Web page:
7. Think on your feet.
You must be able to talk publicly and think on your feet. If you are lacking in these skills, join a weekly networking group, or join Toastmasters – both will give you regular practice at speaking. Again, being able to think on your feet and respond shows decisiveness.
And often, you need to be a quick thinker — especially “on your feet”.
8. Be Strong.
Somewhat akin to the above, a leader needs to be strong. If you are “wishy-washy” or vague or lacking confidence, this will show in every aspect of your dealings with people. I’m not saying be arrogant or a bully, but confidence is an important ingredient to an excellent leader.
9. Be Ethical & Honest.
I can’t emphasise this enough. How can you possibly expect your staff to be honest, when they see you ripping off customers or cheating on your financials. This is another example of leading by example. If you expect honesty, integrity and professionalism from your team and those around you, then it all starts up the top – with you. A leader isn’t heard gossiping or speaking poorly of others behind their back, so if you find yourself tempted to do this – stop now!
10. Dress & Speak the Part.
You must ‘play the part’ of a leader. That encompasses every aspect of what you say, what you write, how you say it, how you write it and how you present. Yes, how you dress is important. As a leader you are selling a product as such and every good marketer knows that packing is really important. Think of this as your personal branding. It starts with your resume, follows through to your LinkedIn profile and continues with your dress. If you turn up to work late, swear at clients and can’t seem to find the iron, then once again, you lose credibility, not only with your team but with all those you interact with. Ensure you are also consistent; not just playing the role whilst out at an event or function and then reverting back to old habits as soon as you return to the office or your place of business.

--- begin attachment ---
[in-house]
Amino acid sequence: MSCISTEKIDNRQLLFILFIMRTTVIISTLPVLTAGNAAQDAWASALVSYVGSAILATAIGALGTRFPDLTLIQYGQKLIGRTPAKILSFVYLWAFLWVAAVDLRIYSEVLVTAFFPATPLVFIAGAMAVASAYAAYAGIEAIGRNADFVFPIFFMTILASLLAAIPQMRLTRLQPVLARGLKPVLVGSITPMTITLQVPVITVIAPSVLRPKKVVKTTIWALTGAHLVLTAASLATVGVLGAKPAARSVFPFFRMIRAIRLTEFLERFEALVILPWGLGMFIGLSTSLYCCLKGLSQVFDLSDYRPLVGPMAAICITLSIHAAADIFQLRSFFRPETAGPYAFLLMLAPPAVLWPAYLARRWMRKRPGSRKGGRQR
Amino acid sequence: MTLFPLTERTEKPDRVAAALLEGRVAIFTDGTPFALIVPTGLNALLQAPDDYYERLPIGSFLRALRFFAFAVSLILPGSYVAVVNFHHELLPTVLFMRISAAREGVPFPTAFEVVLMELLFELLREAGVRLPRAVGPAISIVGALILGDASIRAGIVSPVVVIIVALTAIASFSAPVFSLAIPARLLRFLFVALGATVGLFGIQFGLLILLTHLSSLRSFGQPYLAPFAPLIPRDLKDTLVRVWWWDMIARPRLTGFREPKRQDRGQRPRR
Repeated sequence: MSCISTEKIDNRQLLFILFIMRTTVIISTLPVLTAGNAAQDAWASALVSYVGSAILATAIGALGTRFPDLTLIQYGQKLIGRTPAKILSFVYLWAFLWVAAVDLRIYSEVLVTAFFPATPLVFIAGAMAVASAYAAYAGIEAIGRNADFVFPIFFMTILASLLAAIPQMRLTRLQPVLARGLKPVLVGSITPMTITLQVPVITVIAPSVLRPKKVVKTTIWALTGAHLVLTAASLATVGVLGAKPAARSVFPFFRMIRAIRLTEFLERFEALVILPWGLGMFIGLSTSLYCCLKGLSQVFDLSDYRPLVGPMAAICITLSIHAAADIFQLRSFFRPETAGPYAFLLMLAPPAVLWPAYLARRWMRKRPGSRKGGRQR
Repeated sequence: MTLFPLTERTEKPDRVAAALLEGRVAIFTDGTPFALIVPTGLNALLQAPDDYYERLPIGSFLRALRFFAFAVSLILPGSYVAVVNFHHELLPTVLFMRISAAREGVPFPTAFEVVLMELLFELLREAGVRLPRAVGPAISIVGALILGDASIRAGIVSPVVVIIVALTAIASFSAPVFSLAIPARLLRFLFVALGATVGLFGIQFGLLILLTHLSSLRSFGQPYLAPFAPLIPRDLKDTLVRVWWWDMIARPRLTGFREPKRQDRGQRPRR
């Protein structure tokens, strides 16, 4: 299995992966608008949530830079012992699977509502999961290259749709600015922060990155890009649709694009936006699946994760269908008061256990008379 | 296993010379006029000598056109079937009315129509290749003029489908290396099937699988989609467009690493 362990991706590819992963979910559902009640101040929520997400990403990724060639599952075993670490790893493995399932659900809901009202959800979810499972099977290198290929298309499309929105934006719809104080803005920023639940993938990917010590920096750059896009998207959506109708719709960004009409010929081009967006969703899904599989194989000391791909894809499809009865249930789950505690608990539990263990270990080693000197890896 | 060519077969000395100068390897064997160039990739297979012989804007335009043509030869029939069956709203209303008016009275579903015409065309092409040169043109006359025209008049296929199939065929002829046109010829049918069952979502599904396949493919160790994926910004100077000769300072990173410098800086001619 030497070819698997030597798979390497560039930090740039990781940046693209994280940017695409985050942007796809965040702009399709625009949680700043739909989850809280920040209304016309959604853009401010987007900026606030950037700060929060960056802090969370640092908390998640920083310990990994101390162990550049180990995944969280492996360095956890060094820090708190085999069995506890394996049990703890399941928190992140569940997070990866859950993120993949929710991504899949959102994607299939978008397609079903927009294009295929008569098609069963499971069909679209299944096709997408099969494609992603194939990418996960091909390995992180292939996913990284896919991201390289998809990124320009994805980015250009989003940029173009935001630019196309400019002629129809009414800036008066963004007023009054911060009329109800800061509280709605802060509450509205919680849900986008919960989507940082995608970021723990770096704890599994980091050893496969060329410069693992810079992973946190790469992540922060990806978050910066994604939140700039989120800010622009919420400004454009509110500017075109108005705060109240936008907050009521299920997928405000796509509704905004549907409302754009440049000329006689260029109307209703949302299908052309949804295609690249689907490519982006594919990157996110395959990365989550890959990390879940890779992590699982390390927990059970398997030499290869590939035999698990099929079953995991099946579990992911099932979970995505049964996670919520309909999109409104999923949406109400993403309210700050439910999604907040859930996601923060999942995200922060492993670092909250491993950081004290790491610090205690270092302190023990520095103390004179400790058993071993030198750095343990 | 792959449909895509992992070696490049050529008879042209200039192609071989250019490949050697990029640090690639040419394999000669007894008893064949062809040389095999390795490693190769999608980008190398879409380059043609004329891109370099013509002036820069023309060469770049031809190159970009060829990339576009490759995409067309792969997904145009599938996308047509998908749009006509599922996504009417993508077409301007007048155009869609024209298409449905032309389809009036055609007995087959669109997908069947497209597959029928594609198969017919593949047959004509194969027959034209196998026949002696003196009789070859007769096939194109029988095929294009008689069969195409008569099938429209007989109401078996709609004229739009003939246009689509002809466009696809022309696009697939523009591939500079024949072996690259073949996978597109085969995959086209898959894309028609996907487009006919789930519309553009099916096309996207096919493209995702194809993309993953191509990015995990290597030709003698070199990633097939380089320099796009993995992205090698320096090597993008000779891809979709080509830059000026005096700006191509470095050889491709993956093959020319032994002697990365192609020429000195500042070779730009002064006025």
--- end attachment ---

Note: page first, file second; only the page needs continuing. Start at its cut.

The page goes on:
11. Share the Wins.
A great leader can give out thanks and praise as much as accept it. If one of your team was actually the person who made the achievement, openly give that person praise and recognition. No one hates anything more than a boss who takes credit for a worker’s efforts. Whilst guiding and reprimanding staff is a part of a leader’s job, so should be ensuring that the team are thanked and appreciated. Frequently the success of a business is due to the whole team, not any one individual.
12. Keep Learning.
A great leader also must be constantly in learning mode and keeping up to date with what’s happening in their industry. S/he needs to be keeping abreast of relevant information, knowledge, legislation so that this information can be passed down the ranks. A good leader will surround themselves with professionals and those in certain fields who know more than them. Surrounding yourself with experts who know more than you, not only strengthens the organisation, but some of that knowledge is sure to rub onto you. If you are not growing, how can you expect your team to?
Bonus: The buck stops at you!
If you are the leader, at the end of the day, whatever happens (good or bad) the buck stops at you. You have to take responsibility, not only for your own actions but also for those below you. Have broad shoulders, because with a large team, you may have a lot to bear. When I had a large team, if something went wrong and someone didn’t do the right thing; I personally felt responsible. To me, I’d failed that person by possibly not providing them the right support or training. You certainly can’t let it get you down, but if they are in your ‘chain of command’ then they are your responsibility.
Being an extraordinary leader is hard work but it can also be very rewarding when done successfully. I do Leadership Mentoring; call me on 0411 622 666.